Is your workplace ‘banter’ at risk of turning into allegations of discrimination, harassment, unfair treatment, and victimisation?
With multi-layered nuance and infinite differing viewpoints, freedom of speech is a hot topic, with the right to express an opinion, and how best to do that, fiercely defended and debated.
In the midst of this avalanche of opinions are our relationships at work; individual narratives within a regulatory framework of business drivers, organisational structures, contractual arrangements, legislative requirements, colleagues, managers, supervisors, leaders. In the mix also, are our individual attitudes, viewpoints, values and professional characteristics, all of which impact on the texture of our workplace relationships.
Good working relationships and successful collaborative working are likely to feature a degree of ‘banter’, an easy rapport helping to create a healthy, high performing working environment. When ‘banter’ goes wrong, however, it carries the risk of turning into potentially devastating allegations of discrimination, harassment, unfairness and victimisation.
Banter is a loose expression, covering what otherwise might be abusive behaviour on the basis that those participating do so willingly and on an equal level. It can easily transform into bullying when a subordinate employee effectively has no alternative but to accept / participate in this conduct to keep his or her job.
Minto v Wernick Even Hire Ltd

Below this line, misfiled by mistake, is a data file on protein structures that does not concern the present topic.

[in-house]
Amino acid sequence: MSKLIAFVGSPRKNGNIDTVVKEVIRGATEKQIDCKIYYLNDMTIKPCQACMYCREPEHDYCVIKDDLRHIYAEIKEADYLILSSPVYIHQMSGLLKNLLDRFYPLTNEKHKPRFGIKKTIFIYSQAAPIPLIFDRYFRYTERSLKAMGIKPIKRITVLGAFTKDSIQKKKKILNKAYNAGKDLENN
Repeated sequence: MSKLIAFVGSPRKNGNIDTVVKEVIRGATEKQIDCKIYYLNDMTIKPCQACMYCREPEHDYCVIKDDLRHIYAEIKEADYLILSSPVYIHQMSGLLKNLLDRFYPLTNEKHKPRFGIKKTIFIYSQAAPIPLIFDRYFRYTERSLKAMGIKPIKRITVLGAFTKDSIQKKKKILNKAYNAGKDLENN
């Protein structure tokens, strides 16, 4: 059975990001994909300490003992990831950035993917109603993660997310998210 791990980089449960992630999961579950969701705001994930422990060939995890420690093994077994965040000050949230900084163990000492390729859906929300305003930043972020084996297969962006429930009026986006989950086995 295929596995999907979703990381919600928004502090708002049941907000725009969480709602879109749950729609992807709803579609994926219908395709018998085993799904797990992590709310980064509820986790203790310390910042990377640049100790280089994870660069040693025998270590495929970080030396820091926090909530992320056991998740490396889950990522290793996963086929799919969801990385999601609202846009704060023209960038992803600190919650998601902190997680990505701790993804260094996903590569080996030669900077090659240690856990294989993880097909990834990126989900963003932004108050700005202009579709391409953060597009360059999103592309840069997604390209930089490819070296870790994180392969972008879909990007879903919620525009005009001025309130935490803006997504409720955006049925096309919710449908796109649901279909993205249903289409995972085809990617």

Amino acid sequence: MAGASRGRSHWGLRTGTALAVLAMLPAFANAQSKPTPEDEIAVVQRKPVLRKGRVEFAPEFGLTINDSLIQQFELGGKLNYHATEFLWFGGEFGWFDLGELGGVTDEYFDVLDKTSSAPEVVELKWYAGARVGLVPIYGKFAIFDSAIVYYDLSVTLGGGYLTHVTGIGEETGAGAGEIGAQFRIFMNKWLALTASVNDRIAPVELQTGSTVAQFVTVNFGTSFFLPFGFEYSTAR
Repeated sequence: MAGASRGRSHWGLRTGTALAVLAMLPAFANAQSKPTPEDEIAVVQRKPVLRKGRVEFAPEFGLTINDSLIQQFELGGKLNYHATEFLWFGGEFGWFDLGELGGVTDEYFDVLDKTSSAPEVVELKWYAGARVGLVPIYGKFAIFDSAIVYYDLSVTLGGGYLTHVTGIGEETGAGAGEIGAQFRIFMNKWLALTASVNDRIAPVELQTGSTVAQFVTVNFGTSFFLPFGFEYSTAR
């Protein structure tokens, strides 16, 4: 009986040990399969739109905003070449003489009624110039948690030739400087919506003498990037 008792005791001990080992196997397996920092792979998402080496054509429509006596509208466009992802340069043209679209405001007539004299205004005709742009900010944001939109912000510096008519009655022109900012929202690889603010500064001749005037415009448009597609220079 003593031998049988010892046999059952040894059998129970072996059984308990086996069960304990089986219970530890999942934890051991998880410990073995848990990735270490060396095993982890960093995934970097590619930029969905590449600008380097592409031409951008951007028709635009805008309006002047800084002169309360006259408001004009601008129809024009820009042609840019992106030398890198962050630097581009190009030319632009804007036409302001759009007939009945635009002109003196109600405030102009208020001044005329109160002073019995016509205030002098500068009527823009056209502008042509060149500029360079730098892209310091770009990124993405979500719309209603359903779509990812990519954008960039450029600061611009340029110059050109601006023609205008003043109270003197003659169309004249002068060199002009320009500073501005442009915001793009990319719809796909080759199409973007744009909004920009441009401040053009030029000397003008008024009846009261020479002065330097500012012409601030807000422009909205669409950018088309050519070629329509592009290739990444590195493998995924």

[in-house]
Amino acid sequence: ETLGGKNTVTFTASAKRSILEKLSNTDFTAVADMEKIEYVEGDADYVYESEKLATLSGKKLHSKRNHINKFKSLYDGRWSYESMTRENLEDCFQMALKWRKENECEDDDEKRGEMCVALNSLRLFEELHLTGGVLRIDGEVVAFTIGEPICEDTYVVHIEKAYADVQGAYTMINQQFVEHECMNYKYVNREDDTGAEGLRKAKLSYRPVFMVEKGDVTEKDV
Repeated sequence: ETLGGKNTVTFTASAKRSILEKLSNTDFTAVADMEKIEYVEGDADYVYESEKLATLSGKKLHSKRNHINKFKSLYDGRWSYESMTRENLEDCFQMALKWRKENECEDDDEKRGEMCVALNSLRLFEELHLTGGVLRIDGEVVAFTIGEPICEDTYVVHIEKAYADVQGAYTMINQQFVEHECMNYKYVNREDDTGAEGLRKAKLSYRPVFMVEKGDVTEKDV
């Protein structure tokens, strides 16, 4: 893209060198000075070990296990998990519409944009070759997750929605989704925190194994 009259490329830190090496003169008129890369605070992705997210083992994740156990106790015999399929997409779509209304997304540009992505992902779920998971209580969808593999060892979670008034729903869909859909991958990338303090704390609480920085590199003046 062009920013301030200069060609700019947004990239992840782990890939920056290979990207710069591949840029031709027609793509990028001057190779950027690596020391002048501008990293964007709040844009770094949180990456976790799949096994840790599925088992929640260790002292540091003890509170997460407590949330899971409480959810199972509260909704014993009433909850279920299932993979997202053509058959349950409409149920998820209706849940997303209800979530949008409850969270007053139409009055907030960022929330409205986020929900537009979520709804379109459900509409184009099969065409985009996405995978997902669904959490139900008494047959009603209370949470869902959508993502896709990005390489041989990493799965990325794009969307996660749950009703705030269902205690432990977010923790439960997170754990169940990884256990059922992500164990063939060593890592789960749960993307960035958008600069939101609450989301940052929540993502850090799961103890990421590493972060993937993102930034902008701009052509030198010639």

(Sex discrimination / harassment / constructive dismissal)
There was no evidence before the Tribunal that other members of staff were insulted in respect of their personal attributes or characteristics in a similar way. The passages referring to Mr S in the same aide memoire are strongly critical of his work and behaviour to some extent but contain no insulting personal term nor equivalent slur.
Bivonas LLP & Ors v Bennett UKEAT / 0254 / 11 / JOJ
(Sexual orientation discrimination)
However, the specific remarks on 5th January about it being difficult for the Claimant “because he was not 25 anymore” were accepted as discriminatory. The basis for this was that the remarks were at least in part made because of his age – they would not have been said to him had he in fact been appreciably younger than he was.”
Clements v Lloyds Banking Plc & Ors
The above extracts from Employment Tribunal Judgements show the potential dangers of ‘banter’ at work, and how what was viewed as ‘banter’ by some, was found, in law, to be discrimination and harassment.
Ensuring workers have a common understanding of what is acceptable ‘banter’ in your workplace is a key element in reducing the risk of allegations of discrimination, harassment and unfair treatment and raising awareness on this topic is crucial. For example,
- Are you confident your managers are clear of the distinction between ‘banter’ and abusive behaviour with subordinates?
- Is what you perceive as ‘banter’ in your workplace at risk of being classified as discrimination by an Employment Tribunal?